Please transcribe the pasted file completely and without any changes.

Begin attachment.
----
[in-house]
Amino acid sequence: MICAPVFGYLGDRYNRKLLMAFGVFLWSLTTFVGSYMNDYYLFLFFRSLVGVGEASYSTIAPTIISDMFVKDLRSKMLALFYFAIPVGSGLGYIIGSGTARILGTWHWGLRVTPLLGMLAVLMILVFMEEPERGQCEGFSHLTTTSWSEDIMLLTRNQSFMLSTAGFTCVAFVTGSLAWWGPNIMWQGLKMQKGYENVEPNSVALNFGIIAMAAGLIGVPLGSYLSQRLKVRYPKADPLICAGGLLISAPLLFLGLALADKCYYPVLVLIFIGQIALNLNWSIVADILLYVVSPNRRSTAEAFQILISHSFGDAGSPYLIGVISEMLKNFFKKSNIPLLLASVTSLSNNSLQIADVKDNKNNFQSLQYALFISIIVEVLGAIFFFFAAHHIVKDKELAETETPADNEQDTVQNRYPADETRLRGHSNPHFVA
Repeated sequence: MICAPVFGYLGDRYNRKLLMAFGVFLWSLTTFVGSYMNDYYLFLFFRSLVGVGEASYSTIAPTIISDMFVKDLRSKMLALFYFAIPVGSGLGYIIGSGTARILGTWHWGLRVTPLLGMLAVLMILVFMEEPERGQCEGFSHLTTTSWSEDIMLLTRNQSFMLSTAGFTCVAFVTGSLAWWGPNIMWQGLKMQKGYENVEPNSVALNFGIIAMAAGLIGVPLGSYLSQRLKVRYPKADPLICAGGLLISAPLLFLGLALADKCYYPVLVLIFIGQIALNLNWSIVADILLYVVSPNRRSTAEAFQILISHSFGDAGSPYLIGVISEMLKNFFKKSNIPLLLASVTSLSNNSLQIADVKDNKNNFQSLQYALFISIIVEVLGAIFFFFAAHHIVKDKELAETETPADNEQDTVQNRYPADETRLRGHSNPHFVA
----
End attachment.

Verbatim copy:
[in-house]
Amino acid sequence: MICAPVFGYLGDRYNRKLLMAFGVFLWSLTTFVGSYMNDYYLFLFFRSLVGVGEASYSTIAPTIISDMFVKDLRSKMLALFYFAIPVGSGLGYIIGSGTARILGTWHWGLRVTPLLGMLAVLMILVFMEEPERGQCEGFSHLTTTSWSEDIMLLTRNQSFMLSTAGFTCVAFVTGSLAWWGPNIMWQGLKMQKGYENVEPNSVALNFGIIAMAAGLIGVPLGSYLSQRLKVRYPKADPLICAGGLLISAPLLFLGLALADKCYYPVLVLIFIGQIALNLNWSIVADILLYVVSPNRRSTAEAFQILISHSFGDAGSPYLIGVISEMLKNFFKKSNIPLLLASVTSLSNNSLQIADVKDNKNNFQSLQYALFISIIVEVLGAIFFFFAAHHIVKDKELAETETPADNEQDTVQNRYPADETRLRGHSNPHFVA
Repeated sequence: MICAPVFGYLGDRYNRKLLMAFGVFLWSLTTFVGSYMNDYYLFLFFRSLVGVGEASYSTIAPTIISDMFVKDLRSKMLALFYFAIPVGSGLGYIIGSGTARILGTWHWGLRVTPLLGMLAVLMILVFMEEPERGQCEGFSHLTTTSWSEDIMLLTRNQSFMLSTAGFTCVAFVTGSLAWWGPNIMWQGLKMQKGYENVEPNSVALNFGIIAMAAGLIGVPLGSYLSQRLKVRYPKADPLICAGGLLISAPLLFLGLALADKCYYPVLVLIFIGQIALNLNWSIVADILLYVVSPNRRSTAEAFQILISHSFGDAGSPYLIGVISEMLKNFFKKSNIPLLLASVTSLSNNSLQIADVKDNKNNFQSLQYALFISIIVEVLGAIFFFFAAHHIVKDKELAETETPADNEQDTVQNRYPADETRLRGHSNPHFVA